Giving students frequent quizzes may help bridge achievement gap in physiology
Frequent small stakes assessments may help marginalized students bridge an achievement gap in physiology education, according to research that will be presented this week at the American Physiological Society (APS) Institute on Teaching and Learning in Madison, Wisconsin.
Small stakes assessments, sometimes also called low stakes assessments, are ways to evaluate student progress that do not have a large impact on final grades or outcomes. Quizzes, practice exams and other quick-response activities are types of small stakes assessments. Physiology educator-researchers from the University of Minnesota previously found that small stakes assessments contributed to improved test scores in a basic physiology class. In a new study, the research team looked at achievement gaps in a principles of physiology course relative to overall grade point average (GPA) in physiology majors over three years.
The educator-researchers examined identifying factors of the students, including:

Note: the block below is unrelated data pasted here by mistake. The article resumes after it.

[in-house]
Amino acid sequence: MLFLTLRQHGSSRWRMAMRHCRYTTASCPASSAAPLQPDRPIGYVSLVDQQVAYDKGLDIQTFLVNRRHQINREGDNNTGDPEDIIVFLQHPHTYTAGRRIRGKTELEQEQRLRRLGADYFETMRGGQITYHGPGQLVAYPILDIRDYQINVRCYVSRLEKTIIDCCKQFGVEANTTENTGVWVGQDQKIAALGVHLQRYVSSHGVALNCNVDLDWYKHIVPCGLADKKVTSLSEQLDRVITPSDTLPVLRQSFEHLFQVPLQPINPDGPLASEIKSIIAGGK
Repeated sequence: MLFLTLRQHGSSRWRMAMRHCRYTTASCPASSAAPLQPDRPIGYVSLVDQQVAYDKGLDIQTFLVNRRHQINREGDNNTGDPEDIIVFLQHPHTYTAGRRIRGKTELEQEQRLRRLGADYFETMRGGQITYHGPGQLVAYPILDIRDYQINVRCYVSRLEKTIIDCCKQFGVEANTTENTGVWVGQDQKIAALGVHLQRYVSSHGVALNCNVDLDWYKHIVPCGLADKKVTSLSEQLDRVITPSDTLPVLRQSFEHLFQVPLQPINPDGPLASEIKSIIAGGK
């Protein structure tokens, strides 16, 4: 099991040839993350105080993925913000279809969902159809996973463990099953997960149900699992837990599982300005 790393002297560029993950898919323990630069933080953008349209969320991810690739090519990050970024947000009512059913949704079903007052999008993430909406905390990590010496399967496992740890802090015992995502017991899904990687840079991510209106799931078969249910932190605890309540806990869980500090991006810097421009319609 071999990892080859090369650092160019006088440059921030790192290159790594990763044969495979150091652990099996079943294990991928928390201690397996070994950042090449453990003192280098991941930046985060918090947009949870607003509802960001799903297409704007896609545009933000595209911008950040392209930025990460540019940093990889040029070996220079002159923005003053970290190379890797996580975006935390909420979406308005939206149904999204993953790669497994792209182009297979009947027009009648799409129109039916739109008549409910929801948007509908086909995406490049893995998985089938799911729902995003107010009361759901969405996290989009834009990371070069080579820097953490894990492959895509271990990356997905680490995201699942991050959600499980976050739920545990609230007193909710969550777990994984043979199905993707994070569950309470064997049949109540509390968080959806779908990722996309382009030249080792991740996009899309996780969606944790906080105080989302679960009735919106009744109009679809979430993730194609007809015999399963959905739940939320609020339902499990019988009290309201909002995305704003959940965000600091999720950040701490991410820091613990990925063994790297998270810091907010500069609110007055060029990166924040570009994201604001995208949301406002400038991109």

- first-generation status (whether the student was the first in their family to go to college);
- class (sophomore, junior or senior); and
- indicated financial need.
Enrollment in the principles of physiology course tends to be predominantly white women who are first-generation college students. The nonwhite students enrolled in the course tended to be the ones who underperformed, with grades below 70%. However, small stakes assessments helped reduce the number of students who earned lower grades in the course. In addition, the nonwhite group's semester GPAs were between 3.0 and 3.5 on a 4.0 scale, which confirms that frequent testing opportunities helped bridge this achievement gap.
"The female, nonwhite, first-generation [students] tended to have lower final scores initially, but they improved year over year," said first author Steven C. Wu, Ph.D. "Giving students more opportunities to earn points helps narrow gaps and reduce deficiencies in academic performance and knowledge of physiology. However, there is still much to do for those that are underperforming relative to their GPA."
Provided by American Physiological Society